According to research by the Home Office, potential immigrants also are not unwilling to speak or learn English. This is in fact the key factor in their decision (Gasciani, 2002), and it is crucial to assist immigrants with their English skills once they enter the UK. It is a fact that language skills is a necessity when social privileges such as a job and a basic ability to function in British life are to be had. This however should be handled in the correct way, and not so that minorities feel that their culture is going to be engulfed by the obligation to speak only one language, which is not their own, in their homes.
The Political Struggle for Race Equality in Britain
It is obvious that in Britain, as in the rest of the world, race is still very much an unresolved political issue. Ben-Tovim et al. (in Rex & Mason, 1986) for example identify various instances in which marginalization occurs in Britain. Anti-racist forces are for example politically marginalized by being pushed away from the center of local politics (Ben-Tovim et al. In Rex & Mason 135). The struggle against racism then becomes a struggle against marginalization. Marginalization then occurs through instances where local government and local organizations work together to achieve a political goal.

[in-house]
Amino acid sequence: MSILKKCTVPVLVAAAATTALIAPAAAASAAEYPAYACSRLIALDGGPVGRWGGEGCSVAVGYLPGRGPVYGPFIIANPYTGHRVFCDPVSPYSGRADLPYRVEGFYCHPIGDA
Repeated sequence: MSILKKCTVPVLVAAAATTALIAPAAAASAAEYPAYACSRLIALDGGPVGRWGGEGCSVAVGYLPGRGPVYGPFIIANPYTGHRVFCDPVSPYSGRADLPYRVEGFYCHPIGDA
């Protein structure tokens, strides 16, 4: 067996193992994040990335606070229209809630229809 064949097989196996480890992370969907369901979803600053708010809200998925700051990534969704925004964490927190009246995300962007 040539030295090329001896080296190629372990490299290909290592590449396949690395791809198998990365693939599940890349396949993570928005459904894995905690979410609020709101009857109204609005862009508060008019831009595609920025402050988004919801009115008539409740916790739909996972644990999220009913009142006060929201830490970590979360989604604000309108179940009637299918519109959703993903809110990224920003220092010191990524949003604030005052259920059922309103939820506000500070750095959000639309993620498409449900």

One such instance is for example marginalization through consultation. Consultation is the involvement of local communities when political decisions are made. While legislation officially excludes marginalization, the reality often emphasizes the inequality that is still prevalent in British politics between the consulter and the consulted. The opportunity for minority groups to be involved in important social change is often minimal.